Ohio 2011) (quoting Sarchet v. Chater, 78 F.3d 305, 307 (7th Cir. 1996); and citing Wilson v.
Comm’r of Soc. Sec., 378 F.3d 544-46 (6th Cir. 2004) (finding it was not harmless error for the
ALJ to fail to make sufficiently clear why he rejected the treating physician’s opinion, even if
substantial evidence not mentioned by the ALJ may have existed to support the ultimate decision
to reject the treating physician’s opinion)).
In her May 26, 2015 ruling, applying the required five-step sequential analysis, 20 C.F.R.
§ 404.1520(a)(4), the ALJ found, at step two, that plaintiff had certain severe impairments
(“degenerative disc disease and scoliosis of the lumbar and thoracic spine; degenerative disc
disease of the cervical spine; osteoarthritis of the right knee; and major depressive disorder”), as
well as several non-severe impairments (“GERD, hypertension, history of cocaine dependence,
left knee disorder, arthritis of the left shoulder, and deformity of left wrist”). (Doc. No. 11,
Transcript [“Tr.”] at 86-87.1) These impairments did not meet or equal any listed impairment. (Id.
at 87.) The ALJ further found:
The claimant has the residual functional capacity [“RFC”] to lift and/or carry up to
10 pounds occasionally and 5 pounds frequently; stand and/or walk for up to 2
hours; and sit for up to 6 hours in an 8-hour workday with normal breaks. The
claimant can never climb ladders, ropes or scaffolds but occasionally climb ramps
and stairs; and occasionally balance, stoop, kneel, crouch, and crawl. The claimant
can occasionally reach overhead. The claimant must avoid concentrated exposure
to extreme cold, wetness, and excessive vibration; and all exposure to moving
machinery and unprotected heights. The claimant requires the use of a cane. The
claimant is limited to simple, routine, and repetitive tasks with no strict production
rate or fast-pace work.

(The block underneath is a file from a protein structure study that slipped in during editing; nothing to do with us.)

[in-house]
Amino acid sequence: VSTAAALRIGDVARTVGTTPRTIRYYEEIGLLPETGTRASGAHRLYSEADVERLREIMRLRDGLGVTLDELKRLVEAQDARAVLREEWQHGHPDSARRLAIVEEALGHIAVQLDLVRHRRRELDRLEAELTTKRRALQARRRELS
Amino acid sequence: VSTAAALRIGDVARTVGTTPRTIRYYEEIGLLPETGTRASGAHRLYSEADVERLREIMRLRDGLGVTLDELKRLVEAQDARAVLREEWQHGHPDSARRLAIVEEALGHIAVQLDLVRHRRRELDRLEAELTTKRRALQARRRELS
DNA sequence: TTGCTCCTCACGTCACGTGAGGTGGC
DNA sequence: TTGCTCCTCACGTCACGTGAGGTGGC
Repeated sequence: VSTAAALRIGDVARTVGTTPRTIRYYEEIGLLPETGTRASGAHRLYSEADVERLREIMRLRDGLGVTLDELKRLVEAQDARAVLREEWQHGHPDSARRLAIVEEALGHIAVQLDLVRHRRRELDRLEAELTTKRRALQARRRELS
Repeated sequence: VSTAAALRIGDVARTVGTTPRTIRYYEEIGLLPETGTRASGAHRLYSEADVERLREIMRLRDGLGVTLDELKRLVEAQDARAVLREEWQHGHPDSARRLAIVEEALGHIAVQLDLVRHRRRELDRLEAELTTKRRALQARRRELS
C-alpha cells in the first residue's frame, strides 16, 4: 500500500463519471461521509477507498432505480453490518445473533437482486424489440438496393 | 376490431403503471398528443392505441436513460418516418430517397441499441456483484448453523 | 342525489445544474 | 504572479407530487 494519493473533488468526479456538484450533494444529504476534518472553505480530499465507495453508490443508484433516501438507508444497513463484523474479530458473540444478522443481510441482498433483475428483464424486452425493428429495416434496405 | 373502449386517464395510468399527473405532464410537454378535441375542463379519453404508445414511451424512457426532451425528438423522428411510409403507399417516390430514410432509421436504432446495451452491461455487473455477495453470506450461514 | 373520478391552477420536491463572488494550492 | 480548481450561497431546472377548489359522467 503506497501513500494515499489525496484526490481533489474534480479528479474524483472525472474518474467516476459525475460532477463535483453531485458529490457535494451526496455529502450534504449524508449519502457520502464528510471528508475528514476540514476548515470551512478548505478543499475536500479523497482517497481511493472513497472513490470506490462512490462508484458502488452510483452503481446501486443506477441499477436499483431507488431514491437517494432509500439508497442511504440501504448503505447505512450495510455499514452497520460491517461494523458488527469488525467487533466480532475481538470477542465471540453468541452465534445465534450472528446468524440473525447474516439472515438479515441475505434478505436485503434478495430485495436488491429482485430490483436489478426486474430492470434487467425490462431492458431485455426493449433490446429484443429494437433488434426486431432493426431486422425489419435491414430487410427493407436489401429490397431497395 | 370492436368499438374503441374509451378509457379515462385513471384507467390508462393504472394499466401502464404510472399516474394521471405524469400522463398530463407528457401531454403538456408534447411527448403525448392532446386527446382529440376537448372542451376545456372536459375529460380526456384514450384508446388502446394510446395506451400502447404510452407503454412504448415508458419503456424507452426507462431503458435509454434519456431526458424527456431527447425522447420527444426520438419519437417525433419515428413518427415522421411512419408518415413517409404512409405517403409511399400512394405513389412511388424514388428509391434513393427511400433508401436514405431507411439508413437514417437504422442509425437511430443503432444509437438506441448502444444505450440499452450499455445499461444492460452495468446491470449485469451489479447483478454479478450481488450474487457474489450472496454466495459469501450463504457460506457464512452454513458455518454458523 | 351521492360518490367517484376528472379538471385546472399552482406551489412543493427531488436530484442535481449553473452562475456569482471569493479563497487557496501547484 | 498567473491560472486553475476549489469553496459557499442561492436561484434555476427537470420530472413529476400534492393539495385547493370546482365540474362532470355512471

All page number references are to the page identification number generated by the Court’s electronic docketing
(Id. at 90.) Although the ALJ concluded that plaintiff cannot perform any past relevant work, she
further concluded that, given his age, education, work experience, and RFC, plaintiff can perform
the following jobs in the national and local economy: telephone information clerk, addresser, and
document preparer. (Id. at 96.)
In his brief on the merits, plaintiff raised three issues: (1) that, while purporting to give
“great weight” to the state agency paper-reviewing psychologists’ opinions, the ALJ inexplicably
omitted several mental health limitations contained in those opinions; (2) that the ALJ completely
failed to consider plaintiff’s spondylolisthesis and improperly characterized his left wrist
impairment as non-severe; and (3) that the ALJ failed to consider the impact on the RFC of use of
a cane and the left wrist impairment.
The R&R rejected all of these challenges, finding that there was substantial evidence to
support the Commissioner’s decision to deny benefits.
Plaintiff raises two objections, which are significantly narrower than the issues raised in
his brief on the merits. Each is addressed below.
Objection 1: The ALJ’s RFC did not reasonably account for specific limitations in medical
opinions that purportedly received significant weight
Plaintiff challenges the R&R’s affirmance of the ALJ’s failure to include in the
hypothetical posed to the Vocational Expert two particular mental impairments identified by the
state agency psychologists: that plaintiff could “interact with others in [a] work setting on a
superficial basis” (Tr. at 158), and that he could “perform tasks that do not require close
consistent att[entio]n/concentration over an extended period[.]” (Id.)
The R&R concluded that the ALJ had properly, although somewhat imprecisely, explained
the weight given to individual aspects of the state agency consultants’ opinion on balance with the